Tuesday, December 16, 2008

TWD: Buttery Jam Cookies

This weeks recipe was picked by Heather of Randomodity and the Girl. The recipe can be found on her blog or in Dorie Greenspans Baking book.

I was looking forward to another round of cookies, these were drop cookies so pretty simple to do, no rolling, no cutting, just spoon them on the baking sheet and that's it.
They sounded great, butter, jam, what's not to like? Well they were very, very bland, they lacked taste. It wasn't crunchy, but also not really soft, it tried to be a lot of things, but didn't shine. We all agreed here that this was the recipe we liked least so far.

Oh well, there is always butterscotch pudding next week, butter, booze, what's not to like ;-)

Tuesday, December 9, 2008

TWD: Grandma's All-Occasion Sugar Cookies

This weeks TWD recipe was picked by Ulrike from Küchenlatein, if you want to make it yourself you can find the recipe in Dorie Greenspan's: Baking, From My House To Yours or on Ulrike's Blog.

The cookies were very simple to make, I didn't do anything fancy with them, just wanted to see how they would taste without any additions.
I went the slice and bake way, but I think I cut them a little too thick. The taste was still great, but next time I will do them a little thinner, probably roll them out and use cookie cutters.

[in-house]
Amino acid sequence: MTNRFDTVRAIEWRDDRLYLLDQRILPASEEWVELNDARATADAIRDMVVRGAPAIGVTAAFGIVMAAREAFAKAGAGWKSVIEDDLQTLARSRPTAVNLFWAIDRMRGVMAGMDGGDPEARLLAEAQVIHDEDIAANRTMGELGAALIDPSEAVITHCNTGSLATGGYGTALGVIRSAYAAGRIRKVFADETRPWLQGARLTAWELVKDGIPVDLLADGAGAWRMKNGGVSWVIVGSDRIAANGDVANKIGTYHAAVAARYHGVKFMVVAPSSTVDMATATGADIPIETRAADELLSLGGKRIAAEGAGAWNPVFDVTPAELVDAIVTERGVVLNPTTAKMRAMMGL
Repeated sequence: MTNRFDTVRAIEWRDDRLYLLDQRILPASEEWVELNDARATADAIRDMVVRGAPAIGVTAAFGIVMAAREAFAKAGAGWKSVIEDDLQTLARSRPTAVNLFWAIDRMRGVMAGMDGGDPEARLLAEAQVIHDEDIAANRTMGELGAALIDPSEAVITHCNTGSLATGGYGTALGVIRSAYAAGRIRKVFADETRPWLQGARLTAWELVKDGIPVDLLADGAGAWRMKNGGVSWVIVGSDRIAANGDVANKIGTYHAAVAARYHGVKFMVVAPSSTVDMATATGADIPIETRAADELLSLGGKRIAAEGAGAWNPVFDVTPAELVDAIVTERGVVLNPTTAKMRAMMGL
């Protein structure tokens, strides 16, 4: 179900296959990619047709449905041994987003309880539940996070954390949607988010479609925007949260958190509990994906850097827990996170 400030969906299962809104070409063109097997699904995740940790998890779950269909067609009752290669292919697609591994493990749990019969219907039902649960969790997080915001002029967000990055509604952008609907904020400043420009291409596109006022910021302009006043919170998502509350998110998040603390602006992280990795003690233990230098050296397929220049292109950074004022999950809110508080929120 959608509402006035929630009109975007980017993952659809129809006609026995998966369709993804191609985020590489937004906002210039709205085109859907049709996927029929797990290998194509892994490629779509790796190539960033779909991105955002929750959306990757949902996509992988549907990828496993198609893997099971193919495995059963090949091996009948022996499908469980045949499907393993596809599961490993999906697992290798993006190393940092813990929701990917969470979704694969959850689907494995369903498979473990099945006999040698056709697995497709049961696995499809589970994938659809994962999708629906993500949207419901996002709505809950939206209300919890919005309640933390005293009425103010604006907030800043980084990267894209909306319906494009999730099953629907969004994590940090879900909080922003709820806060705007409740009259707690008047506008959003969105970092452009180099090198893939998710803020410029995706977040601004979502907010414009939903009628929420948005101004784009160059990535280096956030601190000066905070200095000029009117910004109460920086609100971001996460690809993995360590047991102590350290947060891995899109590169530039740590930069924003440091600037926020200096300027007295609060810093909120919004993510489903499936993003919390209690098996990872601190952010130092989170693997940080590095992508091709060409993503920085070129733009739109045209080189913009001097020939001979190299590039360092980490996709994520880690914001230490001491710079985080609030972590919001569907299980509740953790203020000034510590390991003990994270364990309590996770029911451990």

Thanks for picking this one Ulrike! We all loved them.

Tuesday, December 2, 2008

Linzer Sablés

Made it back safely after a fabulous cruise! Our luggage decided to stay away a day longer but apart from that everything was great.

This week's Tuesday With Dorie recipe was picked by me! The first guy who joined the group finally got his pick :-)

I choose the Linzer Sablés, so far I've enjoyed the European style recipes more than the American, maybe because I'm European and my tastebuds are more used to those treats? Anyway, I love the way they look with the jam peeking out of the little hole.

I made mine with raspberry jam which I passed through a sieve, after heating it up, to get rid of the seeds.
They were very easy to make and the taste of the cookies comes close to "speculaas", must be the cloves.

I'm pleased with my choice, it's not my favorite recipe but I would make it again.

Here is the recipe:

When I was a kid, the main street in our neighborhood boasted a bakery every two blocks. We always had freshly made bread from the baker closest to our house and almost as often a box of butter cookies from the baker farthest away. My mother would always ask for an assortment, which meant we ended up with too many of those pink-and-green marzipan cookies and not enough of the linzers, buttery, lightly spiced sandwich cookies filled with raspberry jam that peeked through a little cutout on the top. These were the ones I liked best.
This recipe is not a duplicate of the cookie of my childhood, but it is inspired by it and it brings hack childhood memories. I've made these cookies a bit spicier than the originals- I like that extra zing-and I make the peekaboo cutouts only when I'm in the mood to fuss a hit. The rolling out, which is a cinch, can be done just as soon as the malleable dough is made.

1 1/2 cups finely ground almonds, hazelnuts or walnuts
1 1/2 cups all-purpose flour
1 1/2 teaspoons ground cinnamon
1/4 teaspoon salt
Scant 1/4 teaspoon ground cloves
1 large egg
2 teaspoons water
1 stick (8 tablespoons) unsalted butter, at room temperature